MEET BOTSHELO MOTUBA



Tell us about the day your son was born. 



I knew on the day he was born that my life would forever be more blessed and enriched. I was mentally prepared for the next step in this journey. Labour is extremely intense as any mother will explain. I had all the support I needed on the day/night and although birth lasted many hours, it was extremely rewarding to know that I had succeeded in bringing our son safely into our lives. Genesis Clinic was amazing and I recommend it to any woman considering natural birth. Due to certain complications, I eventually had to have an emergency ceasarian which traumatised me for a while, however, at that moment, it was important to deliver a healthy young man. The most amazing part of that is my son wakes up at the exact time he was born 3 years down later. I think that’s pretty special.





His personality ...


Khumo (meaning wealth in Setswana) wakes up singing every morning. He is a very handsome child. He laughs, cracks jokes, gives you a big hug and wipes your tears. He wishes you a good day every morning and sweet dreams before bed. He is a charming young man. Anyone that encounters him will testify that is an amazing human being. I find him to be very smart and athletic. He enjoys kicking a soccer ball, riding his bike, running around our home and swimming with his Dad. He loves having company at home and demands attention from everyone. He loves cars and helps me wash the car and sits in the driver’s seat pretending to drive (one day I’m gonna find my car gone!)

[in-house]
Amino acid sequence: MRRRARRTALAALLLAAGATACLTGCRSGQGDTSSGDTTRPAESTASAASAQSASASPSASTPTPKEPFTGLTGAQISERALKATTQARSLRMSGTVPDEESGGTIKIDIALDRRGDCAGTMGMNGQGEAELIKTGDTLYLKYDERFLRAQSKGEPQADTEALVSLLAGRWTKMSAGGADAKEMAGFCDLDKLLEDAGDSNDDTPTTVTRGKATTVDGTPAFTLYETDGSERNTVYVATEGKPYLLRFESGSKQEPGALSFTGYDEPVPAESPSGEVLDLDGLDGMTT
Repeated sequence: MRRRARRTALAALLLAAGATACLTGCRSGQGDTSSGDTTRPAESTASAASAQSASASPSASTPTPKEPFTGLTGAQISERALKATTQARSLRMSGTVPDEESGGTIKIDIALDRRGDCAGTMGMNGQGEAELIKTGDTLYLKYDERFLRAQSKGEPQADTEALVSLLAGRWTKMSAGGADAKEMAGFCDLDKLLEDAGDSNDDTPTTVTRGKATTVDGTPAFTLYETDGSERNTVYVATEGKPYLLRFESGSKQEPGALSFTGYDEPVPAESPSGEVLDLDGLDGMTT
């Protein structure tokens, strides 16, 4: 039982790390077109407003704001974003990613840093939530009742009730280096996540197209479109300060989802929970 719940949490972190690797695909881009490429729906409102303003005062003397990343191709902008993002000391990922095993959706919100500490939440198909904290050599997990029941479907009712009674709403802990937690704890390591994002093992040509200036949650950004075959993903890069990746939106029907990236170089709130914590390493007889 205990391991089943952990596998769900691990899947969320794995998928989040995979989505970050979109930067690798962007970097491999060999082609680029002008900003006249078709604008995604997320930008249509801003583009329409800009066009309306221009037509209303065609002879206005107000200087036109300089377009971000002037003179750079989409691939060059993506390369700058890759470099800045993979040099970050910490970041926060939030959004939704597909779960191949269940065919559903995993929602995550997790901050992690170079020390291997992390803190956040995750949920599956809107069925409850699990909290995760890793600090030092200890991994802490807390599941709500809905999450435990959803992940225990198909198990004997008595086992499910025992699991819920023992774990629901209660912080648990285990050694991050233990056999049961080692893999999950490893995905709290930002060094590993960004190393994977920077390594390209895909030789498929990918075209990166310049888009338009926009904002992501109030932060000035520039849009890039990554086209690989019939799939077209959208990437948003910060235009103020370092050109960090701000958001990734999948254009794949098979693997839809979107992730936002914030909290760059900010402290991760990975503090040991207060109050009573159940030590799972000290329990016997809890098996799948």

Khumo and I engage in many activities as Mother and son. We cook together, we draw together. The one thing I enjoy doing the most is singing in the bath together and practising his nursery rhymes. It takes me back to my childhood – a very happy place. We also take walks in our neighbourhood, Parkhurst, which is breathtaking because of its surroundings.





What is your work life balance? 

I work in the media industry which demands a lot of my energy and time. I work in an advertising agency in the Communications and Insights department. I have an Honours Degree in International Relations from Wits and the use various skills I learnt to research various topics that feed into the relative Strategic and Creative outputs. I entered this part of the media industry as I wanted to see if my academic brain and training would be able to add value to this fast paced, cunning and ever changing space. I have also worked for different brands, a radio station and now in advertising. It takes time to achieve a work/life balance. Besides my day job, I engage myself in events happening in Joburg and travel as often as possible. I have a thirst for knowledge so I engage people from many different spheres of life. I attend many events that feed my passion of film, music, fashion. I am generally very restless so I need to make sure that I am constantly doing something that feeds my curious mind.

I am approaching a point where my life is more structured. I consider carefully which events to attend and when to say no! Most weekends I spend with my son and during the week I do my best not to work too late. I think in the near future I will be more particular about who I hang out with and where I go so that this balance is achieved sooner.



Adjusting to motherhood has been … 
It is a constant journey of growth. As my child becomes more independent, I find myself wondering what role I play in his life and what influence I play. He is a boy and I grew up in a household filled with women so that on its own has been a heavy adjustment. Boys are rough! I enjoy learning every day.

I enjoy being a Mother to Khumo – he makes it a lot easier. I see Motherhood as an extension of my personality and so it has not been too demanding on my emotions. I am very blessed.




Whats been the most surprising aspect of motherhood?